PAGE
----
Shelley's Ghost for teachers
Suggested classroom activities based on the content of Shelley's Ghost online
As part of this online exhibition we have created some free activity sheets targeted at Y7-13 pupils to illustrate just some of the many ways that this unique content can be used to enrich learning in the classroom. All activities are summarised below and are downloadable in PDF format. Please use and distribute this content freely.
We would also welcome all your stories and feedback on using Shelley's Ghost and any of these activities in your teaching.
Vindication of the Vindication
Summary: Read a passage of the Vindication of the Rights of Woman. Rewrite it as an article for the national media, from the point of view of a modern feminist.
Suggested groups: Y12-13
It's all Greek to Shelley!
Summary: Shelley famously died with a copy of Sophocles in his pocket. What influence did ancient Greek literature have on him? Read the poem Epipsychidion and at least one other Shelley poem. Write a short account of how Greek language, literature and culture is used in these poems. You should consider similarities and differences.
Suggested groups: Y11-12
Summary: People such as William Blake illustrated their own poetry, in such a way that the illustrations were part of the poem. Choose one of the poems in the exhibition and illustrate it yourself.
Suggested groups: Y9-13
Summary: An unknown woman called Mary Shelley has come to you with drafts of a crazy new novel she’s calling Frankenstein. You would like to help the young idealist, especially as her mother is a famous writer whose work you admire, so you suspect the novel will be good. You decide to take her under your wing. Go through the first couple of pages to give her corrections and feedback so that she can go away and improve the rest of the novel. You might like to compare any drafts of different versions of the text she gives you, so that you can suggest which the best versions are.
Suggested groups: Y11-12
Frankenstein needs filling in
Summary: In a world where Mary Shelley was never famous, you come across the manuscript of Frankenstein. You decide it would make good reading for the general public, but, frustratingly, one page has been partly torn out and covered in coffee stains. Looking carefully at the pages either side of the gap (lacuna), try to write a missing page of your own, so that the audience will not realise there is a problem.
Suggested groups: Y11-13
Summary: You are a servant copying out the manuscript of Frankenstein in order to send a spare copy to another printer. Transcribe a page of Mary Shelley’s original manuscript and compare it with the printed version. Comment on the differences.
Suggested groups: Y12‐13
Summary: Perform a monologue or dialogue from the point of view of objects in the exhibition. What has the mirror in Mary Shelley’s travelling case seen of love and life? Who has worn the hair necklace? Can the necklace speak with Mary Shelley’s voice? Did the rattle know that its owner would be famous? Has it stayed with Percy throughout his life, a childhood comforter watching his progress? Can we imagine the voice of Sophocles or his characters speaking to Percy and inspiring him as he carried the book in his pocket, with lines of verse declaiming his death as he drowned?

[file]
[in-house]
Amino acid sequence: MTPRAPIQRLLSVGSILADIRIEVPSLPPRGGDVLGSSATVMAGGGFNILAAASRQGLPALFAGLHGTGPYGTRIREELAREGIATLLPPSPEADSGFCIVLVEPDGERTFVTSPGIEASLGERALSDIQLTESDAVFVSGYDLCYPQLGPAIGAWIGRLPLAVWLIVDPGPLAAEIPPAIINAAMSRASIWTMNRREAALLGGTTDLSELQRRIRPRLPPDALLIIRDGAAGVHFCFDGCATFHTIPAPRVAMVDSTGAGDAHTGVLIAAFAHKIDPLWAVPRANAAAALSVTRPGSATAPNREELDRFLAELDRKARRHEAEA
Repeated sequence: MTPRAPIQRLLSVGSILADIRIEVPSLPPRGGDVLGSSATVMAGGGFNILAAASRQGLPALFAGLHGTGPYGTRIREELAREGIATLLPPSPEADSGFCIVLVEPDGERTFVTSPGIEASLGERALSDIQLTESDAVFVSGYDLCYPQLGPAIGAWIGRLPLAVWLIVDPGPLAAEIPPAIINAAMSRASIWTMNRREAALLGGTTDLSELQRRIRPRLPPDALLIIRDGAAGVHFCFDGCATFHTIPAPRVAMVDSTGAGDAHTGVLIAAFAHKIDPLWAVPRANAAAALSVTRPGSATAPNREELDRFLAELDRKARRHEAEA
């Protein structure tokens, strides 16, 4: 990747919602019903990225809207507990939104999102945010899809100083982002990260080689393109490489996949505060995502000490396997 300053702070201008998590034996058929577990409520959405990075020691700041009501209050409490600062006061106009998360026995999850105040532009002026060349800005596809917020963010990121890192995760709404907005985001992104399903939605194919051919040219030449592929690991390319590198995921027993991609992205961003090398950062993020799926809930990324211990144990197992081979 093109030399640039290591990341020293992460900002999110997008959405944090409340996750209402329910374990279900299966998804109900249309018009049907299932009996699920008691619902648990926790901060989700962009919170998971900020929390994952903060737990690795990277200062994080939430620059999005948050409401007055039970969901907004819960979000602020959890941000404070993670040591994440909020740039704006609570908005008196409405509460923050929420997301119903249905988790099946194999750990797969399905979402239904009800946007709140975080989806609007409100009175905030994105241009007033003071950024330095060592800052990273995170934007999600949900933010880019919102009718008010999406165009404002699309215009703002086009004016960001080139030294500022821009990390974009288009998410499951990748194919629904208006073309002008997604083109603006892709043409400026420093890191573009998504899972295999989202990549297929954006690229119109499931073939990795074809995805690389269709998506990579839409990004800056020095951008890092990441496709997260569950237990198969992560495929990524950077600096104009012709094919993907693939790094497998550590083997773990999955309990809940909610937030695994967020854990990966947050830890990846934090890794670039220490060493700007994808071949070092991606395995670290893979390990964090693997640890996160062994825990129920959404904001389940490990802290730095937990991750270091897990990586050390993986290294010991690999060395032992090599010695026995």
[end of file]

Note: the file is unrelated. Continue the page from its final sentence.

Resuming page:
Suggested groups: Y10
A response to Ozymandias
Summary: Write your reply to the statue, as though you were the stranger passing by.
Suggested groups: Y10 or 12
Summary: Take a short poem or an extract of a poem and re‐configure it. This could be as simple as putting the existing words into a new order. It might also include summarising it down or expanding into a limerick / rap / haiku / new verse form. Ozymandias may be used as a relevant part of the syllabus. For extension activities, however, other poems might make better choices.
Suggested groups: Could be tailored to Y7‐13. Target group Y11 English
A defence of poetry
Summary: Many people have written about poetry in order to defend it as a meaningful genre and explain why it remains valuable to the author’s time. Reading Mary Wollstonecraft’s On Poetry and Percy Shelley’s A Defence of Poetry. How well do these work as a defence of poetry? Write your own piece to defend poetry. You should write either a short poem (under 20 lines) or a comment piece in newspaper style (maximum 200 words).
Suggested groups: Y10‐13
Modern day meetings?
Summary: Construct an online dating profile for Mary Shelley based on the information you can glean from her letters, writings, possessions and portraits in the exhibition. Some questions to think about: What does she like to do? What does she like to read? How friendly does she seem? What physical characteristics does she have?
Suggested groups: Y9‐11
From daughter to mother
Summary: Read the letters to / from Mary Shelley and Mary Wollstonecraft. Write your own letter from daughter to mother.
Suggested groups: Y11‐13
Summary: Mary Shelley came up with the idea for Frankenstein when staying in the Swiss village of Cologny, which overlooks Lake Geneva, in the company of people such as Lord Byron. Read the Byron correspondence and look at Percy’s sketches of Lake Geneva, for example. The Neo‐Gothic genre of which Frankenstein forms a part is heavily dependent on ideas of ‘gloomth’ to set the atmosphere. A new travel agency has asked you to write a 400 word description of the place to go in their new brochure of inspirational literary locations. Research and write a piece on the literary importance of this Swiss location.
Suggested groups: Y11‐12